UMG vs. TikTok Ends In a Whimper

Cool if you like corporate games where artists are the pawns

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UMG vs. TikTok has ended in the most embarrassing of ways – not with a bang, but with some hot air jargon, handwaving, and the same status quo.

I’ve tried to locate a single actual change or win for artists in the announcement, but alas. 

The endgame and timing of this whole farce, alongside UMG’s Q1 layoffs – including a whole bunch of people who worked in marketing, aka on TikTok campaigns – makes it quite clear that this was never about helping artists. 

(Recall that when UMG went public, it promised investors that a 20% EBITDA target was possible in the “mid-term” – and when announcing the layoffs, noted the new cost-saving plan is “required to get us to [that] mid-20s margin guidance”. The TikTok clash seems to have provided some cover so they could fire a huge chunk of folks *after posting record profits*.)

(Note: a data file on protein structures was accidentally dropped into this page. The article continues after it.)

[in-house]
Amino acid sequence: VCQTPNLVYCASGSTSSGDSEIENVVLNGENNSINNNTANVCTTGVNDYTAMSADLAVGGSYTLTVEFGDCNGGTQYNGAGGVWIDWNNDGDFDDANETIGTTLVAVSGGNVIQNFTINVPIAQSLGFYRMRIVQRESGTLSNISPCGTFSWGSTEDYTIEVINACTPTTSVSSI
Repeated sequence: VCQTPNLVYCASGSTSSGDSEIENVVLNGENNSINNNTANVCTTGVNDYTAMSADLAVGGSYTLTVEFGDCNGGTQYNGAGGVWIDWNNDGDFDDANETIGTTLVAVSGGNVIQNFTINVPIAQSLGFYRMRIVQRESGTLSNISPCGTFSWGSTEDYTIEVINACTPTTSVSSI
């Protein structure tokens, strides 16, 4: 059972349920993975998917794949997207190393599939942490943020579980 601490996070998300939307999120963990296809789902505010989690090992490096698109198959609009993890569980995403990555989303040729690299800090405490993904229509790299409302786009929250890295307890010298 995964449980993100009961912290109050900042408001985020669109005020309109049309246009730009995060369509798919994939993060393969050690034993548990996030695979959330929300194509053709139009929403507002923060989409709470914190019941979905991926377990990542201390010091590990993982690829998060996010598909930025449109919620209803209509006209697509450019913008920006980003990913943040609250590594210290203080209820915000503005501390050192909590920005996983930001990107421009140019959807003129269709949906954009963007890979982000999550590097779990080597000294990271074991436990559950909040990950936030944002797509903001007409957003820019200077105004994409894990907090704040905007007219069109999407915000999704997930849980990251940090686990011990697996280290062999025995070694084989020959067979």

If UMG extracted actual “improved remuneration” concessions from TikTok, I can’t wait to hear them. 

Right now it just looks like corporate games where artists are the pawns. 

Here’s what they said: 

UMG says the new “multi-dimensional” deal “will deliver significant industry-leading benefits” and “focuses on the value of music, the primacy of human artistry and the welfare of the creative community” to “further the interests of our artists and songwriters and drive innovation in fan engagement while advancing social music monetization”

TikTok says the new deal will “drive value, discovery and promotion” and “deepen their ability to grow, connect and engage with the TikTok community” and “realize new monetization opportunities” [TikTok Shop] and “invest significant resources into building artist-centric tools” [dashboards] that will help UMG artists “realize their potential” on the platform.”